North Texas Business Owner Fighting To Get Seized CBD Merchandise Back 3 Months After Police Raid – CBS Dallas / Fort Worth



DUNCANVILLE, Texas (CBSDFW.COM) – The door to Amy Wuzwuz’s office is still broken.

The case once filled with CBD products is still not fully restocked.

“We were scared that they might just come back,” she said.

Wazwaz, the owner of GM Tobacco shops in Duncanville and Lancaster, estimates she lost $100,000 in cash and assets, not to thieves, but to the Duncanville Police Department, who raided her shops in March.

North Texas Business Owner Fighting To Get Seized CBD Merchandise Back 3 Months After Police Raid – CBS Dallas / Fort Worth 1

Amy Wazwaz owns GM Tobacco in Duncanville (CBS 11)

“Anything that was CBD they took claiming it was marijuana,” said Wazwaz. “They took all the cell phones from everyone in the store, including my younger son. And they took even the money from the employees in their pockets at the time.”

The narcotics case that search warrants show police were pursuing, though, seems to be falling apart.

The very day officers executed warrants, citing the Texas Controlled Substances Act to establish CBD was illegal to possess or sell, the state removed hemp, which is used to make CBD oil, from its list of controlled substances.

State legislators have since passed a law establishing hemp-derived CBD as legal.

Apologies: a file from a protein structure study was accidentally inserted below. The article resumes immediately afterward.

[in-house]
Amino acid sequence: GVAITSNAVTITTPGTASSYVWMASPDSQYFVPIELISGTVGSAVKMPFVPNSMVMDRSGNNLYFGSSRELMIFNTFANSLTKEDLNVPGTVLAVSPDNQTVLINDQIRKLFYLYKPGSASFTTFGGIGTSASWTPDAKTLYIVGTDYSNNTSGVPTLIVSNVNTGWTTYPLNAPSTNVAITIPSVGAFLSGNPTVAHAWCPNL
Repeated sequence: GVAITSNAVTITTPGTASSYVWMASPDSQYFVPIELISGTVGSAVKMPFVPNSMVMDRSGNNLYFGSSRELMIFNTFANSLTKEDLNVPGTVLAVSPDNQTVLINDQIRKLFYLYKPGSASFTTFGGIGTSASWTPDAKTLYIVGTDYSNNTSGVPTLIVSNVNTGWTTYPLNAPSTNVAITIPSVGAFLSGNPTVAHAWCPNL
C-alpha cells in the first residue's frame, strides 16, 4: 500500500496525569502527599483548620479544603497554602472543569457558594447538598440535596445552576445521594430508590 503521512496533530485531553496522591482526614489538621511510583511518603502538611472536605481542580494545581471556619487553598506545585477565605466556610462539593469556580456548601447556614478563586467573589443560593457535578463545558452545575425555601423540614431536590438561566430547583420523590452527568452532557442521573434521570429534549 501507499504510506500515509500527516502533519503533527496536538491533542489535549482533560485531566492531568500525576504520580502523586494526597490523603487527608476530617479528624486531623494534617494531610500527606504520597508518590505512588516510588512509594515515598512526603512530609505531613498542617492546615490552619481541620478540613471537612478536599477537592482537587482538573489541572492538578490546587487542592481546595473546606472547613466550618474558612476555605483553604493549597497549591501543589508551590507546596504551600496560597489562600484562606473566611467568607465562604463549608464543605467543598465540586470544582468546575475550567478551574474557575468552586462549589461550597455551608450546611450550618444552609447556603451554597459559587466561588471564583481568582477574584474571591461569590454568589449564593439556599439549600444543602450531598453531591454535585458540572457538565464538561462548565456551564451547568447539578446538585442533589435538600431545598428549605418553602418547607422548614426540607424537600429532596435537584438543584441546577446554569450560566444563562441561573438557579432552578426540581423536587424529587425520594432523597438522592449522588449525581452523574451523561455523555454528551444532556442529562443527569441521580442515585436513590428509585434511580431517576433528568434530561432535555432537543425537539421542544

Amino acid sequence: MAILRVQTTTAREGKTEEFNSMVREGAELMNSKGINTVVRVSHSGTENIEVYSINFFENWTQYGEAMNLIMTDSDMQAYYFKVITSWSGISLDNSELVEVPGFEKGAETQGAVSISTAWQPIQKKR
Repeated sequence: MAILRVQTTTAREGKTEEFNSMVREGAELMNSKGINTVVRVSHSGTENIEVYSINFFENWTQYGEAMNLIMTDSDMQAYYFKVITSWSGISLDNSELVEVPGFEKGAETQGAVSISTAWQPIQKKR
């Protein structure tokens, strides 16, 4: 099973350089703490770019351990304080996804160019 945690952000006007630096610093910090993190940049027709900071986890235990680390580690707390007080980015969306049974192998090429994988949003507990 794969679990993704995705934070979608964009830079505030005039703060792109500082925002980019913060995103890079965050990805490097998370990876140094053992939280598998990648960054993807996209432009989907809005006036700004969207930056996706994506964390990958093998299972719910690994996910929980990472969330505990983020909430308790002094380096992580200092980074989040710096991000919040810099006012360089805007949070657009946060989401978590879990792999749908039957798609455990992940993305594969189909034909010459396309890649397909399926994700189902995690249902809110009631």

Three months later, there have been no arrests and no charges in the case.

In a statement to CBS11, the Dallas County District Attorney’s Office said, “While police did not actually file any case, we indicated we would not prosecute these materials as marijuana.”

Duncanville Police also filed a civil forfeiture case to be able to keep $11,841 in cash and two handguns seized in the raid, but a judge dismissed that case in April at the request of prosecutors.

The police department maintains, though, it still has a “current and ongoing investigation.”

A city spokesperson wrote CBS11 on their behalf, “Evidence seized will be retained until completion of the investigatory process.”

“I’m not sure what the police department is investigating here,” said civil appeals attorney, Chad Ruback. “The fact that they dropped the civil forfeiture case that’s a much, much lower standard doesn’t bode well for the criminal case, to the extent that there ever will be a criminal case and at this point that’s doubtful.”

Ruback says the only way to check police authority and force them to return your possessions is to sue them and win in civil court. Otherwise, he says, “As long as the police can say with a straight face, we’re doing an investigation, they can keep the stuff,” said Ruback.


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